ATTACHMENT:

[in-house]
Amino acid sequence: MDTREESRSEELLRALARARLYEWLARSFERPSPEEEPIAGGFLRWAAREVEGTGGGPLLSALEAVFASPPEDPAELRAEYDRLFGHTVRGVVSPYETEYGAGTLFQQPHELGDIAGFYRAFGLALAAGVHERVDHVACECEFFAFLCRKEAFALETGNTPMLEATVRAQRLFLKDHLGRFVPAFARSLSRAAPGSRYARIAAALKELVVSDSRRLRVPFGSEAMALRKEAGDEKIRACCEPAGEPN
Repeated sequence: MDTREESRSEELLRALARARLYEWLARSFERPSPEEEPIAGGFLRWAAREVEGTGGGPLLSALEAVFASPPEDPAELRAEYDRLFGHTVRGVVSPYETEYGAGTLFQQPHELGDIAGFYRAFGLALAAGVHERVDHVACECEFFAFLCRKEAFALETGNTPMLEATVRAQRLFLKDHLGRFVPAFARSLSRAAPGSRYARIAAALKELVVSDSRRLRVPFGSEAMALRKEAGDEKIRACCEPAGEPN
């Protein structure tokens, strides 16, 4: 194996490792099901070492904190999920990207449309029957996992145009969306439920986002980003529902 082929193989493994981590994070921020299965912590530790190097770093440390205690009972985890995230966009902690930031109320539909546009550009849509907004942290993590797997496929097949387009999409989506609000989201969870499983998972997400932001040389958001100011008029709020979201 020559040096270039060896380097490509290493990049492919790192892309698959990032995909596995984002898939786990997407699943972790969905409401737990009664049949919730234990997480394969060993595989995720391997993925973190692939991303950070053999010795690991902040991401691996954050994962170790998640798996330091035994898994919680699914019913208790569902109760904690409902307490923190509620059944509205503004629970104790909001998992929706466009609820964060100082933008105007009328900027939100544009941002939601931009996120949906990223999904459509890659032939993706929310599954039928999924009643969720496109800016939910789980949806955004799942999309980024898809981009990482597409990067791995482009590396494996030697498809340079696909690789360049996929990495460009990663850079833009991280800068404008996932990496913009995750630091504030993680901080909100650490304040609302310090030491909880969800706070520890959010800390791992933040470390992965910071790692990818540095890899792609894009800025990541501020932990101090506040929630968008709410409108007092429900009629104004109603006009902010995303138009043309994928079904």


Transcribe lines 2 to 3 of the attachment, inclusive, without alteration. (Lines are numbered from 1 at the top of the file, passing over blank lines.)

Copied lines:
Amino acid sequence: MDTREESRSEELLRALARARLYEWLARSFERPSPEEEPIAGGFLRWAAREVEGTGGGPLLSALEAVFASPPEDPAELRAEYDRLFGHTVRGVVSPYETEYGAGTLFQQPHELGDIAGFYRAFGLALAAGVHERVDHVACECEFFAFLCRKEAFALETGNTPMLEATVRAQRLFLKDHLGRFVPAFARSLSRAAPGSRYARIAAALKELVVSDSRRLRVPFGSEAMALRKEAGDEKIRACCEPAGEPN
Repeated sequence: MDTREESRSEELLRALARARLYEWLARSFERPSPEEEPIAGGFLRWAAREVEGTGGGPLLSALEAVFASPPEDPAELRAEYDRLFGHTVRGVVSPYETEYGAGTLFQQPHELGDIAGFYRAFGLALAAGVHERVDHVACECEFFAFLCRKEAFALETGNTPMLEATVRAQRLFLKDHLGRFVPAFARSLSRAAPGSRYARIAAALKELVVSDSRRLRVPFGSEAMALRKEAGDEKIRACCEPAGEPN